Politics

We need to replace Justice Breyer with the Court’s first Black woman, and the shortlist is fierce!

“The court should reflect the diversity of our country, and it is unacceptable that we have never in our nation’s history had a Black woman sit on the Supreme Court of the United States — I want to change that,” she said.

The progressive group Demand Justice hired a truck last year to drive around Washington with the sign: “Breyer Retire. It’s time for a Black woman Supreme Court justice.”

So, now it’s official. Breyer is out. Who will replace him? Well … here’s an idea.

Let’s begin with the history. In the 200 years since the creation of the Supreme Court, no Black woman has ever been nominated. 

There have been 113 men and women who have served on the Supreme Court, only three of whom have been people of color. There have been only two Black American members of the Supreme Court: Justice Thurgood Marshall and Justice Clarence Thomas.

Black women have been delivering for liberals at every turn, from showing up at the polls to supporting policies and laws that have improved the lives of Americans. It’s high time the country has a nominee who will understand and protect the rights and needs of communities of color, including the right to vote, access to health care, financial stability, and more.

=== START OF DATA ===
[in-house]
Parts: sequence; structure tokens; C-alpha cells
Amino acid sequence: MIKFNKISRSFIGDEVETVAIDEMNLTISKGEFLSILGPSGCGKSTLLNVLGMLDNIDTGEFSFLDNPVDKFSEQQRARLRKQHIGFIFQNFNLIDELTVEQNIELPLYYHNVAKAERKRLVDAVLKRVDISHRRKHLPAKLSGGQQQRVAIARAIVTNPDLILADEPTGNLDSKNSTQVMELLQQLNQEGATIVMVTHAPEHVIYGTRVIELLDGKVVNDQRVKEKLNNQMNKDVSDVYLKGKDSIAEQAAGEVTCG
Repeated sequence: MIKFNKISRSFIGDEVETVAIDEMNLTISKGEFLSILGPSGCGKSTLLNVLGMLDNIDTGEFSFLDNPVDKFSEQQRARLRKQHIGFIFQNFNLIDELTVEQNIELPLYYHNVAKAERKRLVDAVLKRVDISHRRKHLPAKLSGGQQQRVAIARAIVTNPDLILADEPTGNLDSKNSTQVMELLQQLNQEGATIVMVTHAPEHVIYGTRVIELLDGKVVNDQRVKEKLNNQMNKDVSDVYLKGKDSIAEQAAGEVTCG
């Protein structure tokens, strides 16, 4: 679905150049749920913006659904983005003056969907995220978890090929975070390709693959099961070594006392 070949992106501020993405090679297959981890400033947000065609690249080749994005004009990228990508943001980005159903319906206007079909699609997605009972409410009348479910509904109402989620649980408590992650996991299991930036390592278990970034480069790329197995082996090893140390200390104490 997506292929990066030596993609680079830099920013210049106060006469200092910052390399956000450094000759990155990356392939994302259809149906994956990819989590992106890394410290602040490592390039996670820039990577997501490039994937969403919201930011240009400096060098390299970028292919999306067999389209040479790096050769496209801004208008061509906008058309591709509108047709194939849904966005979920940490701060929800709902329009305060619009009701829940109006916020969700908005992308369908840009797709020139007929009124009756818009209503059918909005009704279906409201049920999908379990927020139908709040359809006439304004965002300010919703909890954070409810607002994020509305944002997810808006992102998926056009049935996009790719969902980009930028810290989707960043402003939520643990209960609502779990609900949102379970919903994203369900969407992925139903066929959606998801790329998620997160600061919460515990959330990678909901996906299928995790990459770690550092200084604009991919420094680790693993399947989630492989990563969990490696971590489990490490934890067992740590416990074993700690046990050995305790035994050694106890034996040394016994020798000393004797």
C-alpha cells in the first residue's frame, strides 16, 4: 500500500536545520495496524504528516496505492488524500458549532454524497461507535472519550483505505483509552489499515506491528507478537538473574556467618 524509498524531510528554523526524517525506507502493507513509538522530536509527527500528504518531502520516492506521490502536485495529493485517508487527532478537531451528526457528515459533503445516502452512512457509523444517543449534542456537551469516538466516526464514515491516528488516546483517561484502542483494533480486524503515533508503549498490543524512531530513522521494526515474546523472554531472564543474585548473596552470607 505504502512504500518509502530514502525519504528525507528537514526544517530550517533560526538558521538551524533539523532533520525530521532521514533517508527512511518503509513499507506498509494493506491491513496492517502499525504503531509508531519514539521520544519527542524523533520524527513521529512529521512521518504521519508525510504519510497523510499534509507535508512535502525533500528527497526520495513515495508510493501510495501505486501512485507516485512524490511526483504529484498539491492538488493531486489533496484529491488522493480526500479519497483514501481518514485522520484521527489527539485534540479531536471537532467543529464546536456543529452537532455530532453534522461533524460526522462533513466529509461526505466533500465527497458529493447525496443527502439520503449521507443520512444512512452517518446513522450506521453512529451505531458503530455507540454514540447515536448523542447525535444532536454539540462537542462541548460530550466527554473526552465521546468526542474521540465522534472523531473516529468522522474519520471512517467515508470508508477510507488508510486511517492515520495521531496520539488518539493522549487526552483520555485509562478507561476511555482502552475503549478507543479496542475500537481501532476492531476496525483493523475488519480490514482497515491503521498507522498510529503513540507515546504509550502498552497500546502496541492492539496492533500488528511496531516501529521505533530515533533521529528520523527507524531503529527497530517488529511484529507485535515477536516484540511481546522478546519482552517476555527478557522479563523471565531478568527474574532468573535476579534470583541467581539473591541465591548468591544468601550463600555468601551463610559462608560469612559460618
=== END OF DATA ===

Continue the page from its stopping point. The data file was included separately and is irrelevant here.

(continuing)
One likely contender is U.S. Circuit Judge Ketanji Brown Jackson, 51, of the Court of Appeals for the District of Columbia, and a former Breyer law clerk. Jackson grew up in Miami, Florida. She earned her Bachelor of Arts degree, magna cum laude, in government from Harvard College and a Juris Doctor, cum laude, from Harvard Law School, where she was an editor of the Harvard Law Review.

Jackson served as a law clerk for three federal judges: Judge Patti B. Saris, and U.S. Court of Appeals for the First Circuit Judge Bruce M. Selya (1997–1998). Then she clerked for Justice Breyer from 1999 until 2000.

In 2009, President Barack Obama nominated Jackson to become vice-chair of the U.S. Sentencing Commission and she was confirmed unanimously in 2010. Two years later, Obama nominated her to serve as a judge for the United States District Court for the District of Columbia, and she was confirmed by the full Senate in 2013. 

Another is Leondra Kruger, 45, a justice on California’s Supreme Court. Kruger was born in Los Angeles, California. Her mother immigrated from Jamaica to the U.S. and her late father was an American Jew. She earned her Bachelor of Arts degree magna cum laude from Harvard University and her Juris Doctor degree from Yale University, where she served as the editor-in-chief of the Yale Law Journal.  She was appointed to the California Supreme Court in 2014 by then-Gov. Jerry Brown. She’s the court’s second Black woman justice and at 38, the youngest appointee to the court. 

A year ago the movement #SheWillRise created a shortlist for Court nominees.

The list includes Michelle Alexander, visiting professor of social justice at Union Theological Seminary; North Carolina Supreme Court Chief Justice Cheri Beasley; Elise Boddie, professor of law at Rutgers University; Kristin Clarke, president and executive director with the Lawyer’s Committee for Civil Rights Under Law; North Carolina Supreme Court Justice Anita Earls; and Fatima Gross Graves, president and CE of the National Women’s Law Center, to name a few. 

If you want to make sure the next SCOTUS nominee is a Black woman, sign here. 




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